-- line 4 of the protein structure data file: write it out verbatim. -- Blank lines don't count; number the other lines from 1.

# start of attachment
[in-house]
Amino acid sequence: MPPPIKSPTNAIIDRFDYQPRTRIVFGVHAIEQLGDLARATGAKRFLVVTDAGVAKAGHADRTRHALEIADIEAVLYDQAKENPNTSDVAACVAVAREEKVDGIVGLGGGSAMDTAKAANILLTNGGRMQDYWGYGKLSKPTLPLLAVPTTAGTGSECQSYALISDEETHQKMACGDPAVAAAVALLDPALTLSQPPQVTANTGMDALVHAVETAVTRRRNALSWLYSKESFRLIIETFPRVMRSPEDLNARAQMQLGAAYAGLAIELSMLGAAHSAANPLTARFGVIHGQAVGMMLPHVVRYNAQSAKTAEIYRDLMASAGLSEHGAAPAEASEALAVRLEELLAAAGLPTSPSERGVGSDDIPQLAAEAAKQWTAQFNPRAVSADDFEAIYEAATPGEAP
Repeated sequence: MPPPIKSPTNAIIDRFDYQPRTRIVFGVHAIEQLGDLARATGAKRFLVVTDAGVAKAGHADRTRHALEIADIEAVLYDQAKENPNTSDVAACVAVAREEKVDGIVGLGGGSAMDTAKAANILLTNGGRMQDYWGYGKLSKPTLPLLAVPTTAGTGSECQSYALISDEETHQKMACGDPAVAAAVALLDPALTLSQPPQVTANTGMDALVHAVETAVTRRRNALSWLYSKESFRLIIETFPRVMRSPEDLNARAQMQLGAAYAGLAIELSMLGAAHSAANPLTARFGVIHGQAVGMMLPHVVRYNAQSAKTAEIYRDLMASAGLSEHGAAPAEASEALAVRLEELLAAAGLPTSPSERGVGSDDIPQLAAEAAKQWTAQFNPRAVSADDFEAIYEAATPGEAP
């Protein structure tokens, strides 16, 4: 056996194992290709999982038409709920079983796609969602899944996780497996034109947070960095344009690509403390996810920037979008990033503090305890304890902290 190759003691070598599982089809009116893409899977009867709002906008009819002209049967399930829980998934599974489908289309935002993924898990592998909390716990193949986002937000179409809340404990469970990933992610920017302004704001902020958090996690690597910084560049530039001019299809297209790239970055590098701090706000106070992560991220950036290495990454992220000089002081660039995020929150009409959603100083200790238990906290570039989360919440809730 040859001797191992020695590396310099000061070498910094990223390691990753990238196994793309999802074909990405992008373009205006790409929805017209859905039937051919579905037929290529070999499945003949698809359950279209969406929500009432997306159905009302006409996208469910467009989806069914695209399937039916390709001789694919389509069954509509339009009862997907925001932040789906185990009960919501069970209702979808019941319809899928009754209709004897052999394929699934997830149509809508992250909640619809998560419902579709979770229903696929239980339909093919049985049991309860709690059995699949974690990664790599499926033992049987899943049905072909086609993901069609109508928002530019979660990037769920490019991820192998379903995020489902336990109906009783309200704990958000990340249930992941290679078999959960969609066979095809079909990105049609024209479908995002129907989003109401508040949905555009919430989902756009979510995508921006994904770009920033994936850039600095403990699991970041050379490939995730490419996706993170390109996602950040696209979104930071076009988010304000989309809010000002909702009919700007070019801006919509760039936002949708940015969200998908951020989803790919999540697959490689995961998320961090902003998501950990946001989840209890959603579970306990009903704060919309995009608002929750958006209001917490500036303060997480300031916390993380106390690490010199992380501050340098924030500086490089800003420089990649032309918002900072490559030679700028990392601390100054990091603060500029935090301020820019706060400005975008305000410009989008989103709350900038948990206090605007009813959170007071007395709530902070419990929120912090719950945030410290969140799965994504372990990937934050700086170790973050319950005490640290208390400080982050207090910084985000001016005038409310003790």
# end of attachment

């Protein structure tokens, strides 16, 4: 056996194992290709999982038409709920079983796609969602899944996780497996034109947070960095344009690509403390996810920037979008990033503090305890304890902290 190759003691070598599982089809009116893409899977009867709002906008009819002209049967399930829980998934599974489908289309935002993924898990592998909390716990193949986002937000179409809340404990469970990933992610920017302004704001902020958090996690690597910084560049530039001019299809297209790239970055590098701090706000106070992560991220950036290495990454992220000089002081660039995020929150009409959603100083200790238990906290570039989360919440809730 040859001797191992020695590396310099000061070498910094990223390691990753990238196994793309999802074909990405992008373009205006790409929805017209859905039937051919579905037929290529070999499945003949698809359950279209969406929500009432997306159905009302006409996208469910467009989806069914695209399937039916390709001789694919389509069954509509339009009862997907925001932040789906185990009960919501069970209702979808019941319809899928009754209709004897052999394929699934997830149509809508992250909640619809998560419902579709979770229903696929239980339909093919049985049991309860709690059995699949974690990664790599499926033992049987899943049905072909086609993901069609109508928002530019979660990037769920490019991820192998379903995020489902336990109906009783309200704990958000990340249930992941290679078999959960969609066979095809079909990105049609024209479908995002129907989003109401508040949905555009919430989902756009979510995508921006994904770009920033994936850039600095403990699991970041050379490939995730490419996706993170390109996602950040696209979104930071076009988010304000989309809010000002909702009919700007070019801006919509760039936002949708940015969200998908951020989803790919999540697959490689995961998320961090902003998501950990946001989840209890959603579970306990009903704060919309995009608002929750958006209001917490500036303060997480300031916390993380106390690490010199992380501050340098924030500086490089800003420089990649032309918002900072490559030679700028990392601390100054990091603060500029935090301020820019706060400005975008305000410009989008989103709350900038948990206090605007009813959170007071007395709530902070419990929120912090719950945030410290969140799965994504372990990937934050700086170790973050319950005490640290208390400080982050207090910084985000001016005038409310003790």